With IDC’s Data Age 2025 report predicting that the global datasphere will grow from 33 zettabytes in 2018 to 175 zettabytes by 2025 (with enterprise organizations creating and managing 60% of this data), it’s imperative that enterprises focus now on how to leverage artificial intelligence in their data and analytics initiatives.
According to Deloitte Insights’ State of AI in the Enterprise, 82% of the more than 1,000 professionals surveyed said their organizations have already gained a financial return from their AI investments, with the top three benefits being:
- Enhancing current products (44%)
- Optimizing internal operations (42%)
- Making better decisions (35%)
Relative to competitors, respondents say the adoption of AI has allowed their organization to either catch up (16%), stay on par (20%), edge slightly ahead (27%), widen a lead (28%), or leapfrog ahead (9%). But concerns are top of mind as well. Some of the potential AI risks companies worry about include cybersecurity vulnerabilities (51%), making the wrong strategic decisions based on AI (43%), legal responsibility for decisions/actions made by AI systems (39%), regulatory non-compliance risk (37%), and ethical risks (32%).
Can I have confidence in my artificial intelligence application without an explanation of how it makes decisions and reaches conclusions?
In 10 Enterprise Analytics Trends to Watch in 2019, Borba Consulting founder and Boulder BI Brain Trust (BBBT) member Marcus Borba says organizations are right to worry. “As artificial intelligence becomes more sophisticated, concern around the fear of artificial intelligence systems as black boxes grows. There are several concerns encompassing various themes:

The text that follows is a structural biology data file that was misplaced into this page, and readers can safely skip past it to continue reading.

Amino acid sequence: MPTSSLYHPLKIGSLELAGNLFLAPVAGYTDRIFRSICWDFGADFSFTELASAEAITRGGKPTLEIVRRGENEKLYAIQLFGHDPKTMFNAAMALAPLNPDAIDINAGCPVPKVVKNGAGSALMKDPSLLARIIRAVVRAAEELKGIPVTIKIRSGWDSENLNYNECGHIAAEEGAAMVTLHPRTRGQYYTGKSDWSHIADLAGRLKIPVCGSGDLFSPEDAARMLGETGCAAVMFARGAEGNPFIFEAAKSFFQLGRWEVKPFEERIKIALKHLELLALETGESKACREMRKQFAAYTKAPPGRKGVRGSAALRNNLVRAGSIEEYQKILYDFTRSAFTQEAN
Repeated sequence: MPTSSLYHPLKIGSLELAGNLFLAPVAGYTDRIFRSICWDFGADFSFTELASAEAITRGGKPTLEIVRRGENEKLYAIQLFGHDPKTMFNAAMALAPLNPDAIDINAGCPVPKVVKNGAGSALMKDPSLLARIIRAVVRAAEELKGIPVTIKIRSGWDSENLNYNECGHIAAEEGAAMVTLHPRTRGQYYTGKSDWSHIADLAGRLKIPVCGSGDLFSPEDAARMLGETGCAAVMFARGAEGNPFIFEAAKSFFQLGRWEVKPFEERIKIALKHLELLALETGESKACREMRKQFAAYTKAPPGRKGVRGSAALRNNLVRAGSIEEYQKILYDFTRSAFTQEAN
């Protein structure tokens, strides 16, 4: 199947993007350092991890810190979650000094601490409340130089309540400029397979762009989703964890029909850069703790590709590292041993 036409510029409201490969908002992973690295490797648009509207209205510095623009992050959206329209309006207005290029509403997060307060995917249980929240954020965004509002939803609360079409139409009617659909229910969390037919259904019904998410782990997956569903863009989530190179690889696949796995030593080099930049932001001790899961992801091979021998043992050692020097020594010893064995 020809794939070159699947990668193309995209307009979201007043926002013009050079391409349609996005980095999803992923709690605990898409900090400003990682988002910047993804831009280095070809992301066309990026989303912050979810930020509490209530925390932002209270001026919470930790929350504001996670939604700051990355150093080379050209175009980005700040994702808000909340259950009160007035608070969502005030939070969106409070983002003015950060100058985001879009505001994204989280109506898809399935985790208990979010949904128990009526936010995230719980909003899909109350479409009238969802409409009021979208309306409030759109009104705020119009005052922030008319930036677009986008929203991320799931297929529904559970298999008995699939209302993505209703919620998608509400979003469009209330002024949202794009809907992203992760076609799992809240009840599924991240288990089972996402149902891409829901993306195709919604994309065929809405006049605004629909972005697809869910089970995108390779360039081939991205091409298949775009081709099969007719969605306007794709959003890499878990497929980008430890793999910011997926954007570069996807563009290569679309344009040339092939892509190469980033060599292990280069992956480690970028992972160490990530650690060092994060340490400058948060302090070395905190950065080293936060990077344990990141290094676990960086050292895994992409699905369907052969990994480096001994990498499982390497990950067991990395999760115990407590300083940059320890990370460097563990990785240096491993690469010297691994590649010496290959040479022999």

- Fairness: How can I check that the decisions were made fairly?
- Bias: How do I know that my AI application does not have a biased view of the world?
- Security: Can I have confidence in my artificial intelligence application without an explanation of how it makes decisions and reaches conclusions?”
Borba notes multiple reasons to invest in explainable AI (an artificial intelligence whose actions can be explained and understood by people), including those surfaced in Deloitte’s survey above: regulations, ethical use of data, transparency, compliance requirements, and risk.
“When it comes to the ethical use of data, the explanation of model outputs will drive successful adoption, revealing if sensitive data is causing similar exclusions and avoiding negative ethical outputs, and providing a provable way to show how decisions are ethical. In compliance, explainable AI can provide an auditable record, including all parameters associated with the prediction, enabling the business to meet compliance requirements whenever necessary.
“The challenge of explainable AI,” notes Borba, “is to produce more explainable models while maintaining a high level of prediction accuracy, enabling users to understand, trust, and manage their artificial intelligence applications.”
Read more insights around explainable AI and augmented analytics from this well-known BBBT member, and see what Forrester analysts, Constellation Research’s Ray Wang and Doug Henschen, Ventana Research’s Mark Smith and David Menninger, IDC’s Chandana Gopal, Marcus Borba, Ronald van Loon, and other top thought leaders say requires your organization’s attention now. Download the eBook: 10 Enterprise Analytics Trends to Watch in 2019.